At the side of the stage, three men step out from behind the curtain. One carrying a ladder, the second carrying two buckets of paint, and the third carrying long handled paint rollers. They set up against one of the walls of the bedroom, not even noticing Liz huddled there.

Nope. That's about all of that she can stand. Her nightmares are usually a little less bizarre, if still disjointed, but Adam, Genghis Khan, and Marie Antoinette jeering while children burn is pretty much when she mentally starts noping right on out of there to deal with fears that are more familiar and therefore easier to contain.

The 'rooms' all go pitch black, and sound swells to bone-rattling proportions.

Ya know when that shark bites with his teeth, babe
Scarlet billows start to spread
Fancy gloves, oh, wears old MacHeath, babe
So there's never, never a trace of red

Freezing cold wind whips through the dark, and slamming sounds reverberate around her until the walls — all four of them — of that peach and sea-green bedroom are suddenly illuminated to offer safe haven around her. And there is no more Mack the Knife, no more cold, no more darkness.

Elisabeth sprawls on her bed on her stomach kicking her feet in the air, the faint sounds from the other side of the door those of parents moving around in the kitchen making breakfast downstairs. She hums under her breath, "If I could make days last forever… if words could make wishes come true…"

Nothing gets into this space without invitation, Hokuto once said. There's never been anyone with her here inside this space but a shadow who hid with her sometimes.

Except now, for some reason, Delia is sitting on the floor of her bedroom like she's always been there.

In some respects, she has. Perhaps not in the spot that Liz has currently chosen for her but she's been here all along. Her own demons mingling quite nicely with those of Liz. Her eyes move around the room, mentally noting the cracks in the walls, stress fractures. Elisabeth's foundation has settled.

Through the curtained window, dark, vaguely humanoid shapes move about. They're busy with something. Inside, they can hear the shuffle of equipment and scrape of tools. Whatever they're doing… it feels like a heavy ball in the pit of Elisabeth's stomach.

“Hi,” the dreamwalker's voice isn't quite out loud and not just internal. It's everywhere all at once. “You’ve been busy.”

The teenaged blonde on the bed looks up, and she studies Delia for a long moment. This place holds so much of Elisabeth's inner Self, it's nearly tangible. The blue eyes in that young face are ancient and weary. The subtle shifts of aging behind taking place and by the time the girl on the bed is sitting upright, cross-legged, she looks more like the woman Delia knows, the child hidden within one more layer of protection beneath the adult visage.

"I suppose that's one way to look at it," she admits, looking around them. Here in this space, she's learned to be a much more lucid dreamer. "I just hope the walls hold long enough. I don't think they were meant to hold back quite such a load." Obviously she too can see the cracks… knows that her protections are failing under the weight.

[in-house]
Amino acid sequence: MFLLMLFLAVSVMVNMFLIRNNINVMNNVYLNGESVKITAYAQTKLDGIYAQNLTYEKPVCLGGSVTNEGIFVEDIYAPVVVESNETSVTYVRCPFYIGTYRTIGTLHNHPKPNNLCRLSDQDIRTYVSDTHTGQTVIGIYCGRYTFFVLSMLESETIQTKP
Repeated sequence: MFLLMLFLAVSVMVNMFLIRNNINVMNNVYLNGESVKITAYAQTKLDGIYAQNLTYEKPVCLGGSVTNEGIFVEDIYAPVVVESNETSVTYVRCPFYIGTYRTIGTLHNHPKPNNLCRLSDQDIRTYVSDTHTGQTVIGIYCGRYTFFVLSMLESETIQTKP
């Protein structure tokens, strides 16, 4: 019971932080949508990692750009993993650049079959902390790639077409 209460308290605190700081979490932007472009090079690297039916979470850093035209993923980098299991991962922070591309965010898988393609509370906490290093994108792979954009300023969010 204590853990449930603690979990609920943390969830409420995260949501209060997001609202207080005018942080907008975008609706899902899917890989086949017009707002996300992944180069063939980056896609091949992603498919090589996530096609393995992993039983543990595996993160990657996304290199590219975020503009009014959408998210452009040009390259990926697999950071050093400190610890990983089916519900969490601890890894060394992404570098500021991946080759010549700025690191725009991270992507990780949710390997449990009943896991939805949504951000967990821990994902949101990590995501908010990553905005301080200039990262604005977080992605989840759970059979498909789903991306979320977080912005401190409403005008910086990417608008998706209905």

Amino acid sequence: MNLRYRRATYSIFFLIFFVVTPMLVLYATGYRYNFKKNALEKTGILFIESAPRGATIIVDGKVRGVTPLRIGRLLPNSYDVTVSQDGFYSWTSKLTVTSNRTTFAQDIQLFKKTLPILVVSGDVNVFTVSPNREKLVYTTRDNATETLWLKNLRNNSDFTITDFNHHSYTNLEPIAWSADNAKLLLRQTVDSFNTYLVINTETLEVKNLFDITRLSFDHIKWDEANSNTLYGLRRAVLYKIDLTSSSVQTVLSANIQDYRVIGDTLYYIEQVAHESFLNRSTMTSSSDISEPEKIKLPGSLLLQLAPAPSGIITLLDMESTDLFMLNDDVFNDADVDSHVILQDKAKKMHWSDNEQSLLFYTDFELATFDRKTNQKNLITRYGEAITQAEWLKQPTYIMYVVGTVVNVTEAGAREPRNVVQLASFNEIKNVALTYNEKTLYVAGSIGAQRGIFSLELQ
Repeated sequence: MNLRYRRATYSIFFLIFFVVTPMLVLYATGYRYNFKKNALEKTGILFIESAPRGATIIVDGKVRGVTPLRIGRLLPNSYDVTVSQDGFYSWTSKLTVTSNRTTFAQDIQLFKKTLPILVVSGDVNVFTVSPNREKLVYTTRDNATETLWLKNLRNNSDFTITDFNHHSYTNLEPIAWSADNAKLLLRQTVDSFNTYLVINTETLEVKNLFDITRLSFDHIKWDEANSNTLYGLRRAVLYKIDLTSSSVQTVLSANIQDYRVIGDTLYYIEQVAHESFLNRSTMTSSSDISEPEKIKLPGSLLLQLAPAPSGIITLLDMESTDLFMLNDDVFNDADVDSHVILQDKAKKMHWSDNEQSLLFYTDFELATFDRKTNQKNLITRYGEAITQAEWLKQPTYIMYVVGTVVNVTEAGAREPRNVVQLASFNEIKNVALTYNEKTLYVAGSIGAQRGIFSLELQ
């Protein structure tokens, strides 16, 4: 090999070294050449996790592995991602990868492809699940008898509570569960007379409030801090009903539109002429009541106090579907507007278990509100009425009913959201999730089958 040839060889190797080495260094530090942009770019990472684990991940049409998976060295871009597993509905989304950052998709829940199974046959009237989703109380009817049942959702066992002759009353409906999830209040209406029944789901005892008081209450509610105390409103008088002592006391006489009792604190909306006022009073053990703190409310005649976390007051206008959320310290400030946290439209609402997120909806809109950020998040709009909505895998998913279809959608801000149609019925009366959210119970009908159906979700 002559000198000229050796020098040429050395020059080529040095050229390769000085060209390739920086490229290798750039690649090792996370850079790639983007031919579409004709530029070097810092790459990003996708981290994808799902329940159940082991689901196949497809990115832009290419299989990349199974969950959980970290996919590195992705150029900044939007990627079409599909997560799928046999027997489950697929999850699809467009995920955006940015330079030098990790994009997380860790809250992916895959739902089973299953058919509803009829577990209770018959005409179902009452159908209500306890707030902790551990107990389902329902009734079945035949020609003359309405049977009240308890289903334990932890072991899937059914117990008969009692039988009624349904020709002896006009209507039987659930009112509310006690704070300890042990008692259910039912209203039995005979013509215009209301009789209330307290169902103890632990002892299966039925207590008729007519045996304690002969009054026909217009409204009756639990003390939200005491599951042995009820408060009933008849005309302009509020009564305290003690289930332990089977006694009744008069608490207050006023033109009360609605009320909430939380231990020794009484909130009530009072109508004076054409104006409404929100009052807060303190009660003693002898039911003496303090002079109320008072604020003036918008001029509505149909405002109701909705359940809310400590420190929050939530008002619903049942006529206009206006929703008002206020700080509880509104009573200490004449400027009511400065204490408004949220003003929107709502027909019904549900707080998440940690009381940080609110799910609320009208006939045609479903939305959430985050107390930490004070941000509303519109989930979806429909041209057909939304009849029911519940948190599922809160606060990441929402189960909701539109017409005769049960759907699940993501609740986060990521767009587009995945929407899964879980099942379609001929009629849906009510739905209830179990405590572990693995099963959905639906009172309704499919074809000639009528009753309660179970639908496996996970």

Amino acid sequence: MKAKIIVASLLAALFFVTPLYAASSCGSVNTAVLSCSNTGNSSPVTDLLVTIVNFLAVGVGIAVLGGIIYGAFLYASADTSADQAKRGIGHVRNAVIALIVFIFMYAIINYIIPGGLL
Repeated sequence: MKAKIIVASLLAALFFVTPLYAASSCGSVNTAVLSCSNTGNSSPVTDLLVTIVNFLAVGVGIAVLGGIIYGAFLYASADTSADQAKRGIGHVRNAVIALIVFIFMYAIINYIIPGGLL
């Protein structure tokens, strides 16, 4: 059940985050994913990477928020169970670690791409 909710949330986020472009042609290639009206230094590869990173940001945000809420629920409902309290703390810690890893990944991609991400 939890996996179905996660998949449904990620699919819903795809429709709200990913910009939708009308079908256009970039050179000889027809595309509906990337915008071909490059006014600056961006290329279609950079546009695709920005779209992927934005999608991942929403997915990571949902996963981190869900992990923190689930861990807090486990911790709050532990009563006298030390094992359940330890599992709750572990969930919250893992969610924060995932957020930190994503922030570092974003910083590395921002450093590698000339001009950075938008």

"Do you think I'll be dangerous if they break before I have enough time to sort it out?" It's an almost clinically detached question.

“Probably,” Delia's matter of fact tone rings a little too true to Elisabeth. “But you're not really sorting it out, are you?” The question is posed more like a statement, her voice bland and without the hitch of curiosity at the end. “You're just hiding from it here.”

There's a clunk against one of the walls and the entire room seems to shudder at the force of it. Muffled voices, men arguing, can be heard through the wood and plaster. Whatever they're saying can't be made out but from the volume and pitch, it can't be anything good.

“How long have you been hiding here?”

"This time, about two years," Elisabeth admits candidly. "When Hokuto built it, I was already in therapy to deal with being tortured and left for dead. I just needed a little breathing room. But when we fled Arthur's world, … there just wasn't the luxury of talking out my issues. Everyone else was dealing with their own hurts. Therapists weren't thick on the ground in either of the last two places we were."

Shoving a hand through her hair, she sighs heavily. "I am dealing with it. There's just… a lot to deal with." Elisabeth studies the redhead and smiles faintly. "I have to make sure Aura's okay. I'm not avoiding my own shit. I know this is isn't a long-term coping strategy. I just… have a lot built up."

“Leave her to me.” Whatever issues the little girl is having, Delia's fairly sure she won't be able to verbalize them as vividly as the dreamwalker's can experience. “The best thing you can do is work through…” She pauses as another clunk against the wall causes a bit of dust to trickle down from a new crack in the ceiling. “…whatever is causing that. I can help Aura with her nightmares, eventually they'll go away. Your nightmares…”

That's where she stops.

That's where something behind her eyes, a glint of something peculiar, hides itself from Elisabeth completely. “I'll do what I can,” she finally says. There's another clunk. This time the wall holds. Outside, they can hear cheering voices.